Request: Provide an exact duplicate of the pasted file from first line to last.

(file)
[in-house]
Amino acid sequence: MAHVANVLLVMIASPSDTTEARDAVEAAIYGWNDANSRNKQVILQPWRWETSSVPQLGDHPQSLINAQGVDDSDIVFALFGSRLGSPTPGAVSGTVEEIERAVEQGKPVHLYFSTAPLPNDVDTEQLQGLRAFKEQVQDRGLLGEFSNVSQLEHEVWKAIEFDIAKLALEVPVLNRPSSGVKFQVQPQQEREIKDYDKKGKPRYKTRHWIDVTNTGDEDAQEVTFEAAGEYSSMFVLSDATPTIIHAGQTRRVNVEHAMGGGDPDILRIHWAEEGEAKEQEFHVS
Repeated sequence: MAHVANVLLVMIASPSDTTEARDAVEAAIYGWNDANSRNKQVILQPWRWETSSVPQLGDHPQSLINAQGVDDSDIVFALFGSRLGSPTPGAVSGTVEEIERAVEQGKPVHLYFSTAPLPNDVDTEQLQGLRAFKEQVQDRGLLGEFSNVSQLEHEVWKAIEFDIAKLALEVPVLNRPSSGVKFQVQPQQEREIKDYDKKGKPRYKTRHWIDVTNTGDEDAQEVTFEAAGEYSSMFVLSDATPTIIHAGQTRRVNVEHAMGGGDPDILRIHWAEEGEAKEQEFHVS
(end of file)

[in-house]
Amino acid sequence: MAHVANVLLVMIASPSDTTEARDAVEAAIYGWNDANSRNKQVILQPWRWETSSVPQLGDHPQSLINAQGVDDSDIVFALFGSRLGSPTPGAVSGTVEEIERAVEQGKPVHLYFSTAPLPNDVDTEQLQGLRAFKEQVQDRGLLGEFSNVSQLEHEVWKAIEFDIAKLALEVPVLNRPSSGVKFQVQPQQEREIKDYDKKGKPRYKTRHWIDVTNTGDEDAQEVTFEAAGEYSSMFVLSDATPTIIHAGQTRRVNVEHAMGGGDPDILRIHWAEEGEAKEQEFHVS
Repeated sequence: MAHVANVLLVMIASPSDTTEARDAVEAAIYGWNDANSRNKQVILQPWRWETSSVPQLGDHPQSLINAQGVDDSDIVFALFGSRLGSPTPGAVSGTVEEIERAVEQGKPVHLYFSTAPLPNDVDTEQLQGLRAFKEQVQDRGLLGEFSNVSQLEHEVWKAIEFDIAKLALEVPVLNRPSSGVKFQVQPQQEREIKDYDKKGKPRYKTRHWIDVTNTGDEDAQEVTFEAAGEYSSMFVLSDATPTIIHAGQTRRVNVEHAMGGGDPDILRIHWAEEGEAKEQEFHVS